by Denyse O'Leary
Hitler's Mein Kampf is pretty famous, even among people who are not allowed to read it. (Hitler, of course, was the architect of the Holocaust, which murdered most Jewish people in Europe (about 6 million), along with some hundreds of thousands of others.)
I got into trouble when I was 15, because I wanted to read Mein Kampf. It was 1965, and I lived beside the Christie Pits in Toronto, where anti-Semitic riots had occurred in the 1930s.
The local librarian wanted to know why I wanted to read it. I said simply and truthfully that I was the daughter of a World War II veteran and I wanted to understand the history. I had already read William Shirer's Rise and Fall of the Third Reich several times, and had a fairly good grasp of the basic dates and such. I had also listened to many World War II reminiscences from my father and one of his brothers, but none of that got to the root of the war.
The librarian was satisfied that I did not represent some hate organization, and she gave me a copy.
Well, I spent about two hours reading Mein Kampf one summer morning and quickly formed the impression - from the prose style alone - that the author was a boring egotist. I quickly returned the book.
Here is one of Ben Wiker's comments:
... Hitler took himself to be that rarest of things, the union of philosopher and king, political philosopher and practical political leader, program-maker and politician in one. Put this way, Hitler seems almost noble, until we realize that, the philosophy to which he ascribed was an amalgam of Machiavelli, Darwin, Schopenhauer, and Nietzsche (as mixed with the racial theories of the Frenchman Joseph-Arthur, comte de Gobineau). We might say that whatever hesitations to action one finds in Darwin, Schopenhauer, or even Nietzsche, Hitler casts aside with the ruthlessness of Machiavelli. (p. 152)All this said, of course, Wiker quite appropriately reminds us that Hitler was not a person of original ideas. He was always borrowing from more original minds, and seeking power to enact the ideas. As for what he thought about the spiritual heritage of Europe, this must suffice:
Of course, Hitler's moral outlook on life was a quasi-Nietzschean form of spiritualized Darwinism. Christianity was useful as long as it supported Hitler's program. Liberal Christianity, with its flexible doctrine and morality and emphasis on curing social ills, could be particularly useful. But conservative Christianity - with its dogmatic claims and moral commandments, as expressed in such actions - was to be attacked whenever it contradicted the regime. The real religion of the Reich was not Christianity but the Wagnerian mystical Germanism that so entranced Nietzsche. (p. 160)Mysticism gone wrong can do an appalling amount of evil.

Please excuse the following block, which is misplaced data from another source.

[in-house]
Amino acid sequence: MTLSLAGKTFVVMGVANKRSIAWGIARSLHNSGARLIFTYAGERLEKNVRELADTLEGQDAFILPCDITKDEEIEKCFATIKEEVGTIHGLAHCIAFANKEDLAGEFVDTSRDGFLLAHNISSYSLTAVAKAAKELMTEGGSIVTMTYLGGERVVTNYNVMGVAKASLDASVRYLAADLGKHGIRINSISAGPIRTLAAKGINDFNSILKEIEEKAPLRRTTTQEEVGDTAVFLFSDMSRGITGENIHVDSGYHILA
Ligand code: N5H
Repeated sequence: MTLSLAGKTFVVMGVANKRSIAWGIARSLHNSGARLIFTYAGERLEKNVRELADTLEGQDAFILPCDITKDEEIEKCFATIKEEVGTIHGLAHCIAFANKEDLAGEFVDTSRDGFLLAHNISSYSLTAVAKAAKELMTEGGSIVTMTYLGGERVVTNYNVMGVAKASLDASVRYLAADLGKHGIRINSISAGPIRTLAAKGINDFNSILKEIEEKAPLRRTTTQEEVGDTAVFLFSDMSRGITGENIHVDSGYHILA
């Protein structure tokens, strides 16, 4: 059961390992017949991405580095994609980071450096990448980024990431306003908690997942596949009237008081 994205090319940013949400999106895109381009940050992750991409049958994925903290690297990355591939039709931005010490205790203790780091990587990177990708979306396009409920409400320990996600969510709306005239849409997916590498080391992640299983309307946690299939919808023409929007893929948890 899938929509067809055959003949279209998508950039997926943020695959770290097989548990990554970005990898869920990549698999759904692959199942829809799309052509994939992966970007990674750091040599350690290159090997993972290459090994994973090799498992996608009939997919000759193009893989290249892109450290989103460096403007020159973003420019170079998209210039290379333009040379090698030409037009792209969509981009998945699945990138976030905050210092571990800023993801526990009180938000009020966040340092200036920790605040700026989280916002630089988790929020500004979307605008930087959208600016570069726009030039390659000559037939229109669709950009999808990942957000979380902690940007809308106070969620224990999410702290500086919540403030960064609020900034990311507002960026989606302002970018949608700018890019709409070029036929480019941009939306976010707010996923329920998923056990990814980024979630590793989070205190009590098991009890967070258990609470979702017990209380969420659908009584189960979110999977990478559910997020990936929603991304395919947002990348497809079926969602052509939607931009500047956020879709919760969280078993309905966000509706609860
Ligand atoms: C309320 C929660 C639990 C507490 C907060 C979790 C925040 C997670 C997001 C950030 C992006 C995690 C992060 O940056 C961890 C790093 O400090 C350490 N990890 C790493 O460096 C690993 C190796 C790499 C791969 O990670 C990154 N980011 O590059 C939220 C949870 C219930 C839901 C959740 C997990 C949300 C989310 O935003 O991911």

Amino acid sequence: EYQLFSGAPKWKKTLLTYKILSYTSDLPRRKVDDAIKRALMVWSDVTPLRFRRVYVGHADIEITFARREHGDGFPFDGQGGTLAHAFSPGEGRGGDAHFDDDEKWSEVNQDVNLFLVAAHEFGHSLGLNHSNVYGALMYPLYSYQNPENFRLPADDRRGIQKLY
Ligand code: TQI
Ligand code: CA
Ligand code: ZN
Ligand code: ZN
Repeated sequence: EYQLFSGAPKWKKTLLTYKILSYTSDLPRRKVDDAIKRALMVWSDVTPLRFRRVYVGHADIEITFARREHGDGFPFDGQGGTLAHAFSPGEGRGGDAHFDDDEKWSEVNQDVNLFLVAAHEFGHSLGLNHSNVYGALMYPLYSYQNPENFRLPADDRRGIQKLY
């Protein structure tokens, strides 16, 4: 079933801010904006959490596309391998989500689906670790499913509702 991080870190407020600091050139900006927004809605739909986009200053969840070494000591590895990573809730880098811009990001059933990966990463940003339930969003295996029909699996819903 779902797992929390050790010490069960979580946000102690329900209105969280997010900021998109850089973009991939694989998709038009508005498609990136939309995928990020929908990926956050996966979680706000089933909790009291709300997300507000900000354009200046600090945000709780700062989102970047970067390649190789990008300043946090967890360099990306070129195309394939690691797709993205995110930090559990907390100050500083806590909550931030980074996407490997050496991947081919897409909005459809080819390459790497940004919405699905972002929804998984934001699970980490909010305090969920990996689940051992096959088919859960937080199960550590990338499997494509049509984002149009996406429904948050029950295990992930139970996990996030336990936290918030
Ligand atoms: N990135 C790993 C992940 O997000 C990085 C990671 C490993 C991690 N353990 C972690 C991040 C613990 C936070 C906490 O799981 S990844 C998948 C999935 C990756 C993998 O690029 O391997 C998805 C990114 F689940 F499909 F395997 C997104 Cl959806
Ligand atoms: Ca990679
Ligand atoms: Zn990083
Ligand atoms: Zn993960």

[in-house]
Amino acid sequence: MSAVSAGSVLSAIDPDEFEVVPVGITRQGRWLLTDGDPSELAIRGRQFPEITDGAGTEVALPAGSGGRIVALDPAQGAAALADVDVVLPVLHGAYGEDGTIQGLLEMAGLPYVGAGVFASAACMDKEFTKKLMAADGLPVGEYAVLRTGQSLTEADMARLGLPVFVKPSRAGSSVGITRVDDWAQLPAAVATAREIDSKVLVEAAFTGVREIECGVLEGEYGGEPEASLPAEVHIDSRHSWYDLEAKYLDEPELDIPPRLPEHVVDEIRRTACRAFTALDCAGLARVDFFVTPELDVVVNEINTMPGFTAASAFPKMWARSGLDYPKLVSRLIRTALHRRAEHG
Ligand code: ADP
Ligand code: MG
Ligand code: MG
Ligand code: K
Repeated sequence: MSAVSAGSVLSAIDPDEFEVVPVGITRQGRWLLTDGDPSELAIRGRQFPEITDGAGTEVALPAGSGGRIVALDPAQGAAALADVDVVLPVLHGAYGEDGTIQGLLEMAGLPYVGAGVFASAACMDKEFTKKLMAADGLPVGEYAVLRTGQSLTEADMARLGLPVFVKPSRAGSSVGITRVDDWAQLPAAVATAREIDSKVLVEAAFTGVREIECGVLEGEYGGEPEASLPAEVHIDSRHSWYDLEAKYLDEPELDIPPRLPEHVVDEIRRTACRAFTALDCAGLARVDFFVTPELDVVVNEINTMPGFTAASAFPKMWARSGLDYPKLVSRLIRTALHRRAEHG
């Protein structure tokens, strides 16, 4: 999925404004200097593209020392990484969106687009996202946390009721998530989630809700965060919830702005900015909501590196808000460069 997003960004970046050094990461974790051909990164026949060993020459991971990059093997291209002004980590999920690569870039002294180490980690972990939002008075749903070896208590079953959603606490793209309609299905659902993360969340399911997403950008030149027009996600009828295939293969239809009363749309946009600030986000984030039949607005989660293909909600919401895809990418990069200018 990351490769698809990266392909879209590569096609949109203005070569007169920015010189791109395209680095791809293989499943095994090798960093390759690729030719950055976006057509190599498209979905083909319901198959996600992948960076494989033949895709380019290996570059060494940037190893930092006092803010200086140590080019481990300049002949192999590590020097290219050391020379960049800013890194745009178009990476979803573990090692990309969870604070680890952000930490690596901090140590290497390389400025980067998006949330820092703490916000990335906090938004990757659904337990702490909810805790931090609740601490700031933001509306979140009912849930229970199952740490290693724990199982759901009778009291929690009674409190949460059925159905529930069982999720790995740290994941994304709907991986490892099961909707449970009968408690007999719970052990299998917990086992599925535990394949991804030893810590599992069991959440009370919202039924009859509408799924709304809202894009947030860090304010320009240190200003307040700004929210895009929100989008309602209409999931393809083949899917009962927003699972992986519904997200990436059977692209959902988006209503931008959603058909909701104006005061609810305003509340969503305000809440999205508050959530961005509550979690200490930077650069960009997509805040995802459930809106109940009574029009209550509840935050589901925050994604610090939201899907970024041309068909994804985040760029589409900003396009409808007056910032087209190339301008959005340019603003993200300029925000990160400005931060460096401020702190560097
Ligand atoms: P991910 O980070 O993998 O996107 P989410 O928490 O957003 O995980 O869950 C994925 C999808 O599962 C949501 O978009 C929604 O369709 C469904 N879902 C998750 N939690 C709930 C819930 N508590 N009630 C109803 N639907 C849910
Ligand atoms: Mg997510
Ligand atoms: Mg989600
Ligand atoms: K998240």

Next: Ten Worst Books 8: Sigmund Freud's The Future of an Illusion (1927)
Toronto-based Canadian journalist Denyse O'Leary (www.designorchance.com) is the author of the multiple award-winning By Design or by Chance? (Augsburg Fortress 2004), an overview of the intelligent design controversy. She was named CBA Canada's Recommended Author of the Year in 2005 and is co-author, with Montreal neuroscientist Mario Beauregard, of The Spiritual Brain: A neuroscientist's case for the existence of the soul (Harper 2007).
No Pingbacks for this post yet...
|<< <||> >>|
Evolution has become a favorite topic of the news media recently, but for some reason, they never seem to get the story straight. The staff at Discovery Institute's Center for Science and Culture started this Blog to set the record straight and make sure you knew "the rest of the story".
A blogger from New England offers his intelligent reasoning.
We are a group of individuals, coming from diverse backgrounds and not speaking for any organization, who have found common ground around teleological concepts, including intelligent design. We think these concepts have real potential to generate insights about our reality that are being drowned out by political advocacy from both sides. We hope this blog will provide a small voice that helps rectify this situation.
Website dedicated to comparing scenes from the "Inherit the Wind" movie with factual information from actual Scopes Trial. View 37 clips from the movie and decide for yourself if this movie is more fact or fiction.
Don Cicchetti blogs on: Culture, Music, Faith, Intelligent Design, Guitar, Audio
Australian biologist Stephen E. Jones maintains one of the best origins "quote" databases around. He is meticulous about accuracy and working from original sources.
Most guys going through midlife crisis buy a convertible. Austrialian Stephen E. Jones went back to college to get a biology degree and is now a proponent of ID and common ancestry.
Complete zipped downloadable pdf copy of David Stove's devastating, and yet hard-to-find, critique of neo-Darwinism entitled "Darwinian Fairytales"
Intelligent Design The Future is a multiple contributor weblog whose participants include the nation's leading design scientists and theorists: biochemist Michael Behe, mathematician William Dembski, astronomer Guillermo Gonzalez, philosophers of science Stephen Meyer, and Jay Richards, philosopher of biology Paul Nelson, molecular biologist Jonathan Wells, and science writer Jonathan Witt. Posts will focus primarily on the intellectual issues at stake in the debate over intelligent design, rather than its implications for education or public policy.
A Philosopher's Journey: Political and cultural reflections of John Mark N. Reynolds. Dr. Reynolds is Director of the Torrey Honors Institute at